Trying desperately to get the prints dry before making them into a star book...

The second workshop was just simple bookbinding techniques. Because I only had a few large needles, one half of the class would make a concertina-bound book (or two, or three, as some creative types did), and the other half would learn Coptic binding, and then they'd swap. Each class went slightly overtime, because Coptic binding does take a while to learn. Next year I’ll just do one class per book method. Then they can really go hog-wild with the embellishments.
we managed to get a lot done with simple materials, plus some of the tools I'd brought along with me (and I thought I'd overpacked! heh.)

All the participants did so well! I had one fellow who had never done anything crafty before, and he fel behind the rest of the class trying to get his head around the multiple needles and thread, but when he'd finished (with a bit of extra TLC) and produced his own coptic-bound book, I was so proud of him. There were a couple of children in my first printing class, and they had a great time. One girl (no more than 9 y-o) made a terrific book about cows, called Mr Cow's Chaotic Book. She had a thing about drawing cows, and she was good at it. She also wrote a story about someone called Professor Angry Pants. I told her I knew a few of those…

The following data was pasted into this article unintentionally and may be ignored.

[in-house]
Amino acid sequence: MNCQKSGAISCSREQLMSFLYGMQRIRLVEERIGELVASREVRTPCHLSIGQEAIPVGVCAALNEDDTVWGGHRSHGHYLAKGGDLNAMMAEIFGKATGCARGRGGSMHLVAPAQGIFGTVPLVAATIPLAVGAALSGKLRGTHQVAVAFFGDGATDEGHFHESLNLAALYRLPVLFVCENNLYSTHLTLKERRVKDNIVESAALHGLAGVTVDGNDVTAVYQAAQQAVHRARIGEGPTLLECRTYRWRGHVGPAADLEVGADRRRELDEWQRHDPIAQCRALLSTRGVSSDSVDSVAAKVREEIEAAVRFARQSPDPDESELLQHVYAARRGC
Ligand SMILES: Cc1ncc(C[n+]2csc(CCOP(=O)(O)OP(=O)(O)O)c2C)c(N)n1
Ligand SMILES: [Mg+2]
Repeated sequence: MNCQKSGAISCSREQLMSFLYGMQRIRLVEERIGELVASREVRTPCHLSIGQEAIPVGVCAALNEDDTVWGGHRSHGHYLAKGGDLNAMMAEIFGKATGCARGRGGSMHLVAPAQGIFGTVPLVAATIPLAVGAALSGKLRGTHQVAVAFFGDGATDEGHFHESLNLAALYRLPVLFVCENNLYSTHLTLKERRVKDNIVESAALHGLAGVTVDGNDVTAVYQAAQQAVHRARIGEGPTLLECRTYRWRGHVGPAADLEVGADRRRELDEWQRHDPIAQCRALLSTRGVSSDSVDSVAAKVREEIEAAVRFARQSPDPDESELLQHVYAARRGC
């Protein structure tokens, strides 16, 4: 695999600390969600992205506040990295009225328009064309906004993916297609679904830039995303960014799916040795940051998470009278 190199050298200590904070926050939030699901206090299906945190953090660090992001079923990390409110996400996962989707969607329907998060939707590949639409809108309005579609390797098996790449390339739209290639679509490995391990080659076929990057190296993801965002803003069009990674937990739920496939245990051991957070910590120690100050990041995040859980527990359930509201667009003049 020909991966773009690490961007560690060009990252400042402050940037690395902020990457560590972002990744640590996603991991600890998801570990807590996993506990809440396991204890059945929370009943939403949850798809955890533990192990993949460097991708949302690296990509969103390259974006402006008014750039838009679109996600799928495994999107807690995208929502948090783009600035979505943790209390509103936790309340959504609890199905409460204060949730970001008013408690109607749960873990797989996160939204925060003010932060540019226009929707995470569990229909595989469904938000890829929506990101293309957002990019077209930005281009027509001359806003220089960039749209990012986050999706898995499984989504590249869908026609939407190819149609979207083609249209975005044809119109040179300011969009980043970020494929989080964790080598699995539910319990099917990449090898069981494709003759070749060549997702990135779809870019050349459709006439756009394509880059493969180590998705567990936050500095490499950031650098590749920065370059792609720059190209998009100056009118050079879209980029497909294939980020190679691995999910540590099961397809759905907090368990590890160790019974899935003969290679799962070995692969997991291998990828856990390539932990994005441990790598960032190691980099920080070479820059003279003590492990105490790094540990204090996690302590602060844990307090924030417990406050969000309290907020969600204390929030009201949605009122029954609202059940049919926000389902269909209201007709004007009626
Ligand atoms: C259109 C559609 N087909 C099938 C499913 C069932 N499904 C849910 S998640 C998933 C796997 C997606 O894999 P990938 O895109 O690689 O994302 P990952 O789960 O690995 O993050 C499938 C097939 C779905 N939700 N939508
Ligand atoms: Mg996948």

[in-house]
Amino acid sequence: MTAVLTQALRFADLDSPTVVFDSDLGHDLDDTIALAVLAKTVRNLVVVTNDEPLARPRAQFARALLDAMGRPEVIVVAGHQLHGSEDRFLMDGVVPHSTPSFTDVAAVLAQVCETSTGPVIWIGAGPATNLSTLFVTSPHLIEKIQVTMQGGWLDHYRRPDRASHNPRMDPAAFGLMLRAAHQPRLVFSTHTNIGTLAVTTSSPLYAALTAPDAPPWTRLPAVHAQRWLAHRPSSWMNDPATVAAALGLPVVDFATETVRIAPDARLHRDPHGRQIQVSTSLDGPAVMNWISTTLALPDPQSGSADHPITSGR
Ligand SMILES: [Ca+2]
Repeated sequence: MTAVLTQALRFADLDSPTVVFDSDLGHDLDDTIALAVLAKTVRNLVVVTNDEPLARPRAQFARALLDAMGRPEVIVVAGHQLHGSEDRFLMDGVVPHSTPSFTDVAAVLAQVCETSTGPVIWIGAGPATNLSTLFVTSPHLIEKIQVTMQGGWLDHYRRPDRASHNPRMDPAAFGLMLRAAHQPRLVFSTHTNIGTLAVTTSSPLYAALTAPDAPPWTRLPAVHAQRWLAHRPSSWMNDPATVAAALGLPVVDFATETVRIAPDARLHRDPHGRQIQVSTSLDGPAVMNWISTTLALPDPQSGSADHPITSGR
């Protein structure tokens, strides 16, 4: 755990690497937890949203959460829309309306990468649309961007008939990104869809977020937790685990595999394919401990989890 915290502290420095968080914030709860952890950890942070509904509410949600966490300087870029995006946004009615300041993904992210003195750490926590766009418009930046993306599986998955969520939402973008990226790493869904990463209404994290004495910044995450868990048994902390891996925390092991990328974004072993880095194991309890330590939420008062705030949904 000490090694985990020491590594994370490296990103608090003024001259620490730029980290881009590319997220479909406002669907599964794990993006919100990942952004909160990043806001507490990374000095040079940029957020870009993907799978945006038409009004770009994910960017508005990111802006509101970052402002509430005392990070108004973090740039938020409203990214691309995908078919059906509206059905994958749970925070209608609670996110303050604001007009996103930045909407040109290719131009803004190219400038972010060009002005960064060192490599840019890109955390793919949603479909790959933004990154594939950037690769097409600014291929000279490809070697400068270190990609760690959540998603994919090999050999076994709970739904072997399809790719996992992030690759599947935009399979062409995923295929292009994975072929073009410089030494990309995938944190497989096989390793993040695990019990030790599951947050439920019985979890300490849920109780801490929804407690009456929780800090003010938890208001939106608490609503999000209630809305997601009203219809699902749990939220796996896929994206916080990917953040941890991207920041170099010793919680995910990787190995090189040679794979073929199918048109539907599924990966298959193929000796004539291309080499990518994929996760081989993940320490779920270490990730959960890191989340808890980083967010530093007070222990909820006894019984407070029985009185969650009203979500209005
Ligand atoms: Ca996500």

Mr Cow's (Chaotic) Book, a concertina book with removable hard covers

A lot of attendees said that they come to Woodford and just spend the week doing workshops. Some were married to or children of performers (I guess it would get boring being dragged from performance to performance), and one woman said it was the only chance she had to catch up with her family, so she’d make stuff and they'd go to concerts. Others just wanted something concrete to take home with them. Everyone kindly said that they had a great time, and I asked them to tell the organisers so that I could come back! Nothing like a bit of feedback, bad or good.

So check out our little gallery of book making by my students (this is not all the books, apologies to anyone who is missing -- but some of you disappeared before I remembered my camera!):

A good example of how you can feature the drawings on the back of the prints. The front of the books have windows cut into them so that you can peep into all the layers.